It’s a second chance.
“Post” means “after,” “conviction” means “guilt,” and “relief” means, basically, “making life easier.” So “post-conviction relief” means making life easier after you are found guilty of crime. It includes appeals, writs of habeas corpus, withdrawals of guilty pleas, motions to vacate old convictions, motions to seal records, even motions to expunge (meaning destroy—yes, destroy) records.
Are people stuck with convictions forever?
Many people think that after they get a record, that’s it. They think the conviction will stay with them for the rest of their lives, forever making it harder to get a job, go to school, get an apartment, vote, avoid deportation, and the many other consequences that come from having a record. They think the conviction is even more of a problem if they pled guilty, which more than 90% of criminal defendants end up doing.
But many people are eligible for post-conviction relief without realizing it.
Don’t some convictions go away over time?
Other people think an old conviction isn’t affecting their life anymore, only to have an employer or a landlord or an immigration officer run a background check. In this day of the Internet, electronic records, and private background companies, a conviction that might have slowly faded into irrelevance in years past can now stay with a person for the rest of their life.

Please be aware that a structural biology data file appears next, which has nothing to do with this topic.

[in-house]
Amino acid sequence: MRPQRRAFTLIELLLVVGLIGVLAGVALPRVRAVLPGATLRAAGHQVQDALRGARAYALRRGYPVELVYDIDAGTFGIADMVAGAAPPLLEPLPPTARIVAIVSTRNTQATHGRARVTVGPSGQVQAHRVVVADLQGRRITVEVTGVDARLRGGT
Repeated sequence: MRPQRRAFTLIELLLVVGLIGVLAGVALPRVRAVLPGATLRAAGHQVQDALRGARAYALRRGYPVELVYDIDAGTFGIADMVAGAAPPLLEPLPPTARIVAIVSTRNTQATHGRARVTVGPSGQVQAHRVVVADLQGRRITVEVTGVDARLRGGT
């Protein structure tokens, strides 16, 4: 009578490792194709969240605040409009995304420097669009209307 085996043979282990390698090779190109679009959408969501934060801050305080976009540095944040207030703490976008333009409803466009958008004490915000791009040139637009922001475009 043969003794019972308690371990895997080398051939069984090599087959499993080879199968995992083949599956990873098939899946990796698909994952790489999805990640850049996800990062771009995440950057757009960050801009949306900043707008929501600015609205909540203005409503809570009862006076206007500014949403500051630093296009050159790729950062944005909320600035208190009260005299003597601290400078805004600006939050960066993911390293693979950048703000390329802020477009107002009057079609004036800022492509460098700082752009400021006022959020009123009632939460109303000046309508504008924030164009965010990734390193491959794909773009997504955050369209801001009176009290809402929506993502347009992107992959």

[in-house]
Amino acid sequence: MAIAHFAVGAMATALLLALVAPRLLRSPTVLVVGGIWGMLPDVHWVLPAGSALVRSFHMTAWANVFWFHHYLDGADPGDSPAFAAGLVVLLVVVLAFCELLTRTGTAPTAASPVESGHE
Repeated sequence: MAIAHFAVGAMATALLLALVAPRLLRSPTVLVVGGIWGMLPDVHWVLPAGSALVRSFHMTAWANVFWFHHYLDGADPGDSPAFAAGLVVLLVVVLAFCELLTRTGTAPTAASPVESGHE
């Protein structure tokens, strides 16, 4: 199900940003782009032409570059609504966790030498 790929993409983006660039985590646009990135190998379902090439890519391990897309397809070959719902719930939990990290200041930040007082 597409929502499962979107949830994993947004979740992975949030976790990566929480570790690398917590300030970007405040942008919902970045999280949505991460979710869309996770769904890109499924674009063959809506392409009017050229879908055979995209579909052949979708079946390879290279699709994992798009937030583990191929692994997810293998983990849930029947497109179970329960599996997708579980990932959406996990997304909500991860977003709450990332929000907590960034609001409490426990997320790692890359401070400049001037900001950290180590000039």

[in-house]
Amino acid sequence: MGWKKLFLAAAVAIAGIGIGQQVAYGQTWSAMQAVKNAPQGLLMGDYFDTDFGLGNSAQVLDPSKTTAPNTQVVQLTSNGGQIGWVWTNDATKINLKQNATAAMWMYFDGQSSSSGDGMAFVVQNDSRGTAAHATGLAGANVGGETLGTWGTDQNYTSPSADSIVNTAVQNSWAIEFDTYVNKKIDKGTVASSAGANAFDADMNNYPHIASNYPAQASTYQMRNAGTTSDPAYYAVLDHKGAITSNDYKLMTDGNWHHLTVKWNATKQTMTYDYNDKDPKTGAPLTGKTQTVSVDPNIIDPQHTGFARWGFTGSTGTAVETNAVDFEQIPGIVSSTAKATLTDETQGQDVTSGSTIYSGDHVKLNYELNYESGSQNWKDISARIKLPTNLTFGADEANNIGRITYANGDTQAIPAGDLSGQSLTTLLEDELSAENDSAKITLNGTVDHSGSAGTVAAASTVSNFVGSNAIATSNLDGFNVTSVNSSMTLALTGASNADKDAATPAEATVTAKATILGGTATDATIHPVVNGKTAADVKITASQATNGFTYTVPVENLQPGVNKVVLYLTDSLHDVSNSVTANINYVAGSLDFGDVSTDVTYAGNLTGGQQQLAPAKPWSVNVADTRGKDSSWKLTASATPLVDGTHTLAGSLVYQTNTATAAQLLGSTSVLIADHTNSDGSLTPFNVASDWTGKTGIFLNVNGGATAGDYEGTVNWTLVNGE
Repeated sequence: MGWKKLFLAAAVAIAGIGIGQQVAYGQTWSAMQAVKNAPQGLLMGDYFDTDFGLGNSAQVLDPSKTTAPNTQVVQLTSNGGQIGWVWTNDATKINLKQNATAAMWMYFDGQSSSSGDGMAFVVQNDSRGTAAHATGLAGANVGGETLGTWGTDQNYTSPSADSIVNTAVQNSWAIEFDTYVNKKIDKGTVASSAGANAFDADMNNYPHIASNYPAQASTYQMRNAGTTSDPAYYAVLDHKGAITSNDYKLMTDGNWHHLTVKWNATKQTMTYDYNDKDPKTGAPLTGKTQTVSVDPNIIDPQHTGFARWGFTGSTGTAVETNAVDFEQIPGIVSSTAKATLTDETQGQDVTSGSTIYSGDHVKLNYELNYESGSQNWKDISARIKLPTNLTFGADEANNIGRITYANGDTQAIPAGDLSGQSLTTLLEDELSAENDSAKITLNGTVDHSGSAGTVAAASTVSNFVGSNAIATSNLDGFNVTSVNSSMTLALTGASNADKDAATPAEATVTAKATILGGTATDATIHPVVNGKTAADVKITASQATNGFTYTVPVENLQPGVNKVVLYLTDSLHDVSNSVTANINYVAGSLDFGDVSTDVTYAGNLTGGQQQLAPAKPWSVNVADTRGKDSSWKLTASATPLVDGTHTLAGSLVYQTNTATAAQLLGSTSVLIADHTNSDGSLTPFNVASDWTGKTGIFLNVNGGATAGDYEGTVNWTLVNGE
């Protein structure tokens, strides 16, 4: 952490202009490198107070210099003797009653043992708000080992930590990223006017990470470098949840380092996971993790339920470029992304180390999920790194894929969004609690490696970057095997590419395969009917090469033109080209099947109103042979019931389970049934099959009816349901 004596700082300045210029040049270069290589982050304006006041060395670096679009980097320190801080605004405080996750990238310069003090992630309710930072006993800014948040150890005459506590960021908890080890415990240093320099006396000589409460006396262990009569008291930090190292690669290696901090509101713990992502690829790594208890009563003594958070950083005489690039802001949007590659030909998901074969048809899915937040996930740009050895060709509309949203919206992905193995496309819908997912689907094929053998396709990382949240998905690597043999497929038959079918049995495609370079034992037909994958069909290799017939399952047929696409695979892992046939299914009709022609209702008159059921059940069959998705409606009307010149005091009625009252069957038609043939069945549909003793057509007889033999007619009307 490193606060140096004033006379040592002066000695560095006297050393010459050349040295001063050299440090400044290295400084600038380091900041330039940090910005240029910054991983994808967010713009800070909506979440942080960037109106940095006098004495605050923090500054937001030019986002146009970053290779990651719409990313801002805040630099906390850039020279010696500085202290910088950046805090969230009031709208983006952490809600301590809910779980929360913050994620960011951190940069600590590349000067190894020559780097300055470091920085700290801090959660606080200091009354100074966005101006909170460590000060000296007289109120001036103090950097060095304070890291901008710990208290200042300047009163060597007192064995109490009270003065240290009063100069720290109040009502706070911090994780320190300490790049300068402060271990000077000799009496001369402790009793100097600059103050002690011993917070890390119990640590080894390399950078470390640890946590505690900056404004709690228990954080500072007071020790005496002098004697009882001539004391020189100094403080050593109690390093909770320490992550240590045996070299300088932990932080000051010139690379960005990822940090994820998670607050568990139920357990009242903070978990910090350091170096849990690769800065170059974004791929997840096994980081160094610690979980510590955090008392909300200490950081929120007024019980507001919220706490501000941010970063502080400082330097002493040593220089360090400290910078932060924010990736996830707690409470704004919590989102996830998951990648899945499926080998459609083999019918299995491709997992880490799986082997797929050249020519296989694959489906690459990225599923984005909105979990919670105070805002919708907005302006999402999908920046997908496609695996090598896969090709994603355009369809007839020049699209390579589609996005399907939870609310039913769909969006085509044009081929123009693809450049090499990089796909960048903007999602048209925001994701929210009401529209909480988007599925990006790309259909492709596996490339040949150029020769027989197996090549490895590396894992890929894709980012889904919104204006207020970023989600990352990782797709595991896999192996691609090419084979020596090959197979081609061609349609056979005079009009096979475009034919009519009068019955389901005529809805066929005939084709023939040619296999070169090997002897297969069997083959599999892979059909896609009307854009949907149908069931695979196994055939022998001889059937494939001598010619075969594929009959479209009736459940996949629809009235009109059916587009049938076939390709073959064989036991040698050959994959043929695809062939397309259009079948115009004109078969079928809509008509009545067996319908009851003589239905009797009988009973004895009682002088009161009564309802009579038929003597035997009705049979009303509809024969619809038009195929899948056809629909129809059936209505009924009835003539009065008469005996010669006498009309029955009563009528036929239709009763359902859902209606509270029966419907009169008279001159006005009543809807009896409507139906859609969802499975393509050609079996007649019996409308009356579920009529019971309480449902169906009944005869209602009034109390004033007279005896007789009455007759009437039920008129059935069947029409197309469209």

What’s the next step?
Your past doesn’t need to limit your future. Everyone’s situation is different, but you might qualify to get rid of your convictions and open up a second chance for yourself.
If you want to find out more, you can come talk to me for a one-time consultation ($350) to find out what is possible in your individual situation. Then, if you want to go forward, you can hire me to get the court records, talk to witnesses, write a motion to the court, whatever needs to be done. (If you’re thinking you might want to do this, you should talk to me or another lawyer as soon as possible, because some procedures have strict deadlines.)
This is fairly technical work that not every lawyer knows how to do. But I am an experienced criminal-defense lawyer, and I have done many trials, appeals, even some immigration work. So I can figure out what issues to look for, what records to get, what witnesses to talk to, and how to bring it all together in a legal document (a “brief”) that asks a judge to make your life easier. If you want to find out more, I invite you to contact me and set up a consultation.
Change your past. Change your future.